Once you register, log onto the instructor’s website at Click on Classes, then scroll down and click on Counseling Skills for Educators manual. The manual will download as a PDF file to your computer.


Mike Sedler, D.Min., M.S.W. brings over 30 years of educational experience as an administrator, social worker, behavior specialist and teacher to each of his classes.  

He provides consultation services and seminars throughout the United States and Canada for schools, agencies and businesses.  He has been teaching “adult learning classes” since the mid 1980’s and has had the privilege of working for The Heritage Institute for over 25 years. 

He has a graduate degree in Social Work, a Doctoral degree in Ministry, a Counseling license, as well as his teaching certification (K-8).  His combination of classroom experience, behavior intervention approaches, and involvement in working with hundreds of families allows for an excellent blend in all his classes.

Mike is passionate about children and emphasizes the importance of avoiding power struggles, offering options/choices to children, setting clear boundaries and guidelines as well as finding a place of positive engagement and connection with each individual.  His heart for people and emphasis on positive communication are found throughout his seminars and classes.

All of Mike’s classes are practical and “field tested” in schools and classrooms. Educators have found ongoing success in implementing Mike’s clear and concise approaches.



You may pick a book not on the list, with the instructor’s approval. 
To order a book, contact the publisher or purchase through a bookstore, on-line, or other retail outlets.
Cline, Foster and Fay, Jim.  Parenting With Love And Logic.. Love and Logic Institute, 2006. New approaches to working with children (grades K – 12.)   800 455 7557.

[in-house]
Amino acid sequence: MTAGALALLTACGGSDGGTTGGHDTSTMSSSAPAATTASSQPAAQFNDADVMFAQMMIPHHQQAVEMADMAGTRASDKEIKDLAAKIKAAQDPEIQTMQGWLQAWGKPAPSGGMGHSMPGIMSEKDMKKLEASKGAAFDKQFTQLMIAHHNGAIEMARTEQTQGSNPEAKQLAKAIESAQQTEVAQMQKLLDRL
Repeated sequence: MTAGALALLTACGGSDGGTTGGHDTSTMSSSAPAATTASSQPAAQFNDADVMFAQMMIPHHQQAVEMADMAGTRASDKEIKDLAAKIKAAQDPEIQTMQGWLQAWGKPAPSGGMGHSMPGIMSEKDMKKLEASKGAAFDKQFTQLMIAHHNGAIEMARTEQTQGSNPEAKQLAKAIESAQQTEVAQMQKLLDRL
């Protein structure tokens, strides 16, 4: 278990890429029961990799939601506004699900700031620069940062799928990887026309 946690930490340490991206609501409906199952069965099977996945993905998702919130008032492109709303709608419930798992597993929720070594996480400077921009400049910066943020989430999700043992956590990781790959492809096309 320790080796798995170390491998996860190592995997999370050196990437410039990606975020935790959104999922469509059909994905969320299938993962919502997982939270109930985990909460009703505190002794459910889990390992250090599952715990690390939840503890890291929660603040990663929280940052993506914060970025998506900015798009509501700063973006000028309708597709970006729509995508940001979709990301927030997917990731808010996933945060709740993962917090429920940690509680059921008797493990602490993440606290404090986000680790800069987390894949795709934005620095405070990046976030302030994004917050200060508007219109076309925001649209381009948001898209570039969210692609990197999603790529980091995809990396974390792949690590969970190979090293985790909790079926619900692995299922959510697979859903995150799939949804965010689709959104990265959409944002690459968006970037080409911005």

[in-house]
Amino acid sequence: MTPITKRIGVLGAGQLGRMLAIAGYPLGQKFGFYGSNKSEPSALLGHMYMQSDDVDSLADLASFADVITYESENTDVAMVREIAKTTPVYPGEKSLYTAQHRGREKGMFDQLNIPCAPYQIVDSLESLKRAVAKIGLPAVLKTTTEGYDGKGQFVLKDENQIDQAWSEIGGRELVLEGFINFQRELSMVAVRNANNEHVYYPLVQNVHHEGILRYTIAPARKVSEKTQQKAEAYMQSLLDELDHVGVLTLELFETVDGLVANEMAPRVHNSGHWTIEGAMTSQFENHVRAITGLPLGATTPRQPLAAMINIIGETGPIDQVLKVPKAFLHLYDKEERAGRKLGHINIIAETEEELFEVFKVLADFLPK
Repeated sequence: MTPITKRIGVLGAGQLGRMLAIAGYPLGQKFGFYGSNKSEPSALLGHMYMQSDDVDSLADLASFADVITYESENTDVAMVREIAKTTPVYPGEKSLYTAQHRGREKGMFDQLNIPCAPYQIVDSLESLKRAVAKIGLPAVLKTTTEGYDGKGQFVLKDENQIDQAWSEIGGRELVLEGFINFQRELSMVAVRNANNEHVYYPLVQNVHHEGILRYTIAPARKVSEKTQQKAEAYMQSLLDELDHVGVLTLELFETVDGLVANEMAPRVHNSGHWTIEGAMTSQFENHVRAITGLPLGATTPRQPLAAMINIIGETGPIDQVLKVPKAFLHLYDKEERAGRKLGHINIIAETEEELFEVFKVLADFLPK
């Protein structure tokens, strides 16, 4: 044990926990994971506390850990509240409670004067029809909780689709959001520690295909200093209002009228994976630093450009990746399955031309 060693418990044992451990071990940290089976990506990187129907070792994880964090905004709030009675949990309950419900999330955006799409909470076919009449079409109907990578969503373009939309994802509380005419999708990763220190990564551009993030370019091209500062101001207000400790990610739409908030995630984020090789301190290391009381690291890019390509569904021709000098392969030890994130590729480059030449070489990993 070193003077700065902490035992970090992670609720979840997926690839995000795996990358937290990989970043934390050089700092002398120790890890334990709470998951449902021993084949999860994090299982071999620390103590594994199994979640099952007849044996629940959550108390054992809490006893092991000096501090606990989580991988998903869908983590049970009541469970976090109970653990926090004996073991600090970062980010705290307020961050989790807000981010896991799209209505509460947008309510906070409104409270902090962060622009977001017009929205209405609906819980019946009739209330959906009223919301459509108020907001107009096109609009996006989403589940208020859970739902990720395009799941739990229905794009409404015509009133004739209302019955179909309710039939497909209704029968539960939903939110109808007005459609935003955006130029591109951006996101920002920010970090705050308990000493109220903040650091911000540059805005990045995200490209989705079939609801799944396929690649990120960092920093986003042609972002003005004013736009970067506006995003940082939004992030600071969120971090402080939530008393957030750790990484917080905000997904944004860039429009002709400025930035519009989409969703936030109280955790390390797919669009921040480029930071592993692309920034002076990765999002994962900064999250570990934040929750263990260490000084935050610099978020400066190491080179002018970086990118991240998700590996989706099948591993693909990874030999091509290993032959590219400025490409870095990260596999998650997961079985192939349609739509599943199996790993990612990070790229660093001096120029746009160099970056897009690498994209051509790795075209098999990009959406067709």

Erickson, K.H.  Choice Theory. CreateSpace Publishing, 2014.  Evaluating ones life and outlook on life.  Grades P-12.
Fitzell, Susan Gingras.  Transforming Anger to Personal Power. Research Press, 2007. Teaching anger management (grades 6 – 12.)   800 519 2707.
Gartell, Dan.  A Guidance Approach For the Encouraging Classroom.  Cengage Learning, 2010.  Positive approaches for helping children (grades P-12.)    800 354 9706.
Nelsen, Jane.  **Positive Discipline in the Classroom. Crown Publishing, 2013. Create cooperation and self-discipline in students (grades K – 12, series.)  .
Randall, Kaye and Bowen, Allyson.  Mean Girls. Youthlight, Inc., 2012. Creative strategies for working with relational aggression/bullying (grades 3 – 12.)   803 345 1070
Reyes, Carmen.  Thinking, Feeling, Behaving. Research Press, 2012. Helping children address thoughts and consequences (grades K – 12.)
Schab, Lisa.  The Self-Esteem Workbook for Teens.  New Harbinger Publications, 2013. Strategies to teach  teenagers to navigate difficult emotional roads.   800 748 6273.    
Schmidt, John.  The Elementary/Middle School Counselor’s Guide. Jossey-Bass Publishing, 2010. Strategies for effective communication in difficult situations. P-12th grade.  877 762 2974.
Sedler, Michael.  When to Speak Up and When to Shut Up.  Revell Books, 2006.  Communication book discussing anger, avoiding power struggles and building relationships.  Grades 4-12.  800 877 2665.  (faith based book).
Sklare, Gerald (Bennett).  Brief Counseling That Works.  Corwin Press, 2014.  Grades P-12.   800 233 9936.
Waterman, Jill and Walker, Elizabeth.  Helping At Risk Students.  The Guilford Press, 2009.  Diverse strategies for working with elementary and secondary students.  Grades 5th  800 365 7006.
Wright, Jim.  No Putdowns. Courage To Change, 2006. Fifty lessons to help encourage understanding and respect (K – 8 series.)  800 440 4003.